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By Marc Hachadourian


As a child, awestruck by the dinosaur skeletons at the Museum of Natural History, I dreamed of becoming a paleontologist. I imagined unearthing mysteries and monsters from ages long past. Like many children, I had no idea what my future would truly hold, but I could imagine that giant reptiles still roamed the earth – with me as the Indiana Jones of this lost world.


Little did I know that my destiny held not fossils but flowers. Yet the path I followed still flows from a passion for the natural world, an enthusiasm I shared with anyone who would listen.


My journey has led me to one of the world’s great institutions, The New York Botanical Garden. As a curator and horticulturist, I help educate people on the spectacular array of plant life. I want others to reclaim the sense of wonder that is too often lost as we grow, burdened with the responsibilities that consume our daily lives. The botanical world is so much more than roses and lilacs; it is full of medicines, novelty, and history.



To most, nature is a thing of mystery, filled with the unknown. And that disconnect between our daily lives and the natural world can make teaching an appreciation for nature quite a challenge. From a casual view, a garden is a peaceful sanctuary, but on closer look it is bustling with activity. It is a place, too, to which we are all connected. Botanical gardens are a great way to renew that connection. We are a part of our surroundings and an active participant.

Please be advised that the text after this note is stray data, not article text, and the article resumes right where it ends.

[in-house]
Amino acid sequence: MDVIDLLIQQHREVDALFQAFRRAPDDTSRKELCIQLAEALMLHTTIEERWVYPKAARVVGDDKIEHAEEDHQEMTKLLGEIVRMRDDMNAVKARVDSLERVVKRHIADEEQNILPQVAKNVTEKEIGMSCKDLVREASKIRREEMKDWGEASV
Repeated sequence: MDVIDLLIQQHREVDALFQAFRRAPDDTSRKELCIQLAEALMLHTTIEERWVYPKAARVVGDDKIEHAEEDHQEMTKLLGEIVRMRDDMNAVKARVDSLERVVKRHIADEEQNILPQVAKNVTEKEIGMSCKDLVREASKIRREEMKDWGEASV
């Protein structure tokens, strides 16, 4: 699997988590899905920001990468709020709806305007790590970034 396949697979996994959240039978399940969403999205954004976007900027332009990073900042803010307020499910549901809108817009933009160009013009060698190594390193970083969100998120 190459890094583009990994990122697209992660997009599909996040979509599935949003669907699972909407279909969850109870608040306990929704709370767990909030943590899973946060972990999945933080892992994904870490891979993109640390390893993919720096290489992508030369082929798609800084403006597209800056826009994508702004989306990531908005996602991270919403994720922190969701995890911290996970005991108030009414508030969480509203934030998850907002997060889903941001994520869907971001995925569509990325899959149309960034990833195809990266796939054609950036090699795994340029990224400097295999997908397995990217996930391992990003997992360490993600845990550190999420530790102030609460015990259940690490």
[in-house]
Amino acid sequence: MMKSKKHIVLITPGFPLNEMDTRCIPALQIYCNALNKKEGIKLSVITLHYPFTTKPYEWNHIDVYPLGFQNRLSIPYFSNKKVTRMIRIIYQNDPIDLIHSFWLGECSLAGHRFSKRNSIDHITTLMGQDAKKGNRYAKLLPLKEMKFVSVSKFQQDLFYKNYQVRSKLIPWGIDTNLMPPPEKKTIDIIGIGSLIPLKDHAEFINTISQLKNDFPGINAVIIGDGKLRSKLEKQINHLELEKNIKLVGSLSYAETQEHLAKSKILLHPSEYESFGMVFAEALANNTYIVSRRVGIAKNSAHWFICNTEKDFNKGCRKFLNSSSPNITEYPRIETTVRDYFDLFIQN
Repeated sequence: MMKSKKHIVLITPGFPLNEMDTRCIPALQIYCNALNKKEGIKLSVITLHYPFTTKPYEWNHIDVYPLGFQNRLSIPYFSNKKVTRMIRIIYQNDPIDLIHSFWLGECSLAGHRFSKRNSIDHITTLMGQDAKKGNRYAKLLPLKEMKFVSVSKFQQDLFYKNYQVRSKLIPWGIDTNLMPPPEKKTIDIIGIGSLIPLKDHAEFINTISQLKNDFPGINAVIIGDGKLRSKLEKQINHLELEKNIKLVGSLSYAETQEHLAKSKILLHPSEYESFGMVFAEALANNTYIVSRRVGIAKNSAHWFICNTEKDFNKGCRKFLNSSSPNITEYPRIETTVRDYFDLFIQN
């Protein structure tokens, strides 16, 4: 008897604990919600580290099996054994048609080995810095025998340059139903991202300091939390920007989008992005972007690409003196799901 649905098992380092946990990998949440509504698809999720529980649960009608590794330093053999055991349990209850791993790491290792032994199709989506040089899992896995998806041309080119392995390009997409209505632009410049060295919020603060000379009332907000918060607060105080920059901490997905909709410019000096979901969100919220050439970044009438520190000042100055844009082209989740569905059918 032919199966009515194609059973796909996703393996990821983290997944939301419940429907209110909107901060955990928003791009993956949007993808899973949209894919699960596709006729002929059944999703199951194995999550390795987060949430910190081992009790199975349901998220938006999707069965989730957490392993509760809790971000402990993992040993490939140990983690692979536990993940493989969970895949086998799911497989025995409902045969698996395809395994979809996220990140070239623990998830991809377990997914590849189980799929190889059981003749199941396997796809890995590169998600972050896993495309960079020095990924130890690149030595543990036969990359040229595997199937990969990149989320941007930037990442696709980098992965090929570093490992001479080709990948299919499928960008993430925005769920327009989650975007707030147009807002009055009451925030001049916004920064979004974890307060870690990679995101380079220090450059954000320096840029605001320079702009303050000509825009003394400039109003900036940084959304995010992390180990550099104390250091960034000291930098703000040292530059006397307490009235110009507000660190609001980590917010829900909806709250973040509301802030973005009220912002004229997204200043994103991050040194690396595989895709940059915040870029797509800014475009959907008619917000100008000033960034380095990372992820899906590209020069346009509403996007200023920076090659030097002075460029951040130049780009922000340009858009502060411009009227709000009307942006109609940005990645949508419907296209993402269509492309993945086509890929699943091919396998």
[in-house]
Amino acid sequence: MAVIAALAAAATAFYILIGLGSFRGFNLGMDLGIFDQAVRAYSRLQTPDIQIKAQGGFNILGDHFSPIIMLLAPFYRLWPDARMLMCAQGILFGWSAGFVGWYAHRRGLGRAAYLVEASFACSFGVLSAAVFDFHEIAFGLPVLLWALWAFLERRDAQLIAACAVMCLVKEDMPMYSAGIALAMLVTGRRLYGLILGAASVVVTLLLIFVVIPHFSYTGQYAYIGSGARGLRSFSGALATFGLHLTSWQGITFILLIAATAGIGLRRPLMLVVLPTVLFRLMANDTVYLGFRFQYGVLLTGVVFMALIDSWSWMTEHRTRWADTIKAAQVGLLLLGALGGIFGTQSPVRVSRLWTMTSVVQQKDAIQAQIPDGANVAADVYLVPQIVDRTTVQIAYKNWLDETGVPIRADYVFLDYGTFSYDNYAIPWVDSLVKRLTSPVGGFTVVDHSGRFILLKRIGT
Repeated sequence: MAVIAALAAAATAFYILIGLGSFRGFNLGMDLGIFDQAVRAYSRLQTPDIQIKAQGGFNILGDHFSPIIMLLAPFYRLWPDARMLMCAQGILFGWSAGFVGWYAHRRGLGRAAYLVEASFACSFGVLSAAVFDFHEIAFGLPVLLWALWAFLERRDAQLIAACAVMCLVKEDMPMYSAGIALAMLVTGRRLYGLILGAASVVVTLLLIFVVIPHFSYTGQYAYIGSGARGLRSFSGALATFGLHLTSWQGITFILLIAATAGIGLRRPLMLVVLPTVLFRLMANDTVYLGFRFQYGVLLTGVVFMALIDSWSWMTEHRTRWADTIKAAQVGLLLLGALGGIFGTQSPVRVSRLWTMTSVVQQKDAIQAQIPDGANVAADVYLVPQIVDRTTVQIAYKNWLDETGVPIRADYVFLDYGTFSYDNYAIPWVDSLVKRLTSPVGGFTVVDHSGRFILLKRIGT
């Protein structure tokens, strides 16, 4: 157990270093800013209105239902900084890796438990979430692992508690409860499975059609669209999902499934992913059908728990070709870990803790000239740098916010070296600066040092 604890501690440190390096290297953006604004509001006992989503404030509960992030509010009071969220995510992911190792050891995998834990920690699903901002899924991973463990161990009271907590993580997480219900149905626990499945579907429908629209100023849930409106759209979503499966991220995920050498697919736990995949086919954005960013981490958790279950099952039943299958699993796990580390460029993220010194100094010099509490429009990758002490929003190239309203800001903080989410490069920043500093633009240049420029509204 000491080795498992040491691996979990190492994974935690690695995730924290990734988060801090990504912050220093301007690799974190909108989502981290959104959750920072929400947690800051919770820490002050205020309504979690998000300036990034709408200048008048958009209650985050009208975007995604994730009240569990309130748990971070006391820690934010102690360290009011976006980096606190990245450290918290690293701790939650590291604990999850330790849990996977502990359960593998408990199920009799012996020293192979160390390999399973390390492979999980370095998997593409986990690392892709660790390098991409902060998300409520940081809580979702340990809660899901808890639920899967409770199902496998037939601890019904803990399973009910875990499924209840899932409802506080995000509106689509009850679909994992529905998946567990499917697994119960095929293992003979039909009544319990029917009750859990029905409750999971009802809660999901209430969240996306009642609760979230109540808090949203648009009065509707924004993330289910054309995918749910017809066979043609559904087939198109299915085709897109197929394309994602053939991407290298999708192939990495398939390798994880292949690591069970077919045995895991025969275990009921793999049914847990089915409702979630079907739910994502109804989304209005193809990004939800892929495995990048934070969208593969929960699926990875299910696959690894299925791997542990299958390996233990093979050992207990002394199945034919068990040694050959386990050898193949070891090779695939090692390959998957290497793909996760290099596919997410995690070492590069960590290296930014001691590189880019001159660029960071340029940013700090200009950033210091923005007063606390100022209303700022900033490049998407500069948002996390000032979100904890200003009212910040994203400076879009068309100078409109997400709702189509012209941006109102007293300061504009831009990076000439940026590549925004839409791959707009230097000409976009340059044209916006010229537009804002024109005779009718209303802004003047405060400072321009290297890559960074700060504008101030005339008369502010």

A garden is not just a destination, but something to be experienced with all the senses – a place overflowing with colors, fragrances, textures, sounds, and flavors. By opening the eyes and minds of visitors to the importance of plants and their role in the natural world, I can show them the joy that comes from discovering that world. I can also help them move toward a more sustainable life. That does not mean a complete change in who you are, but simply living in greater harmony with the environment that you are a part of. Being a good neighbor can benefit you as much as other organisms. It can help you find your own personal paradise.

That awestruck child is still alive and well within me. Rather than a swashbuckling hero, I now see myself more like the Lorax, the Dr. Seuss character, who through persistence became a champion. “I speak for the trees,” he said, “for the trees have no tongues.” Through the creation and cultivation of gardens, I can help people appreciate the beauty and fragility of the natural world – and preserve that beauty for generations to come. I always hope that, through my efforts, people are inspired to find a lasting connection to that world.

We can prevent another part of it from following the dinosaur to a subterranean grave. Making nature part of your life means that it will exist not only in the fertile imaginations of future generations. We can draw pleasure in experiencing the world that surrounds us. Come to the garden and share the joy of discovery. And don’t forget to bring a friend.

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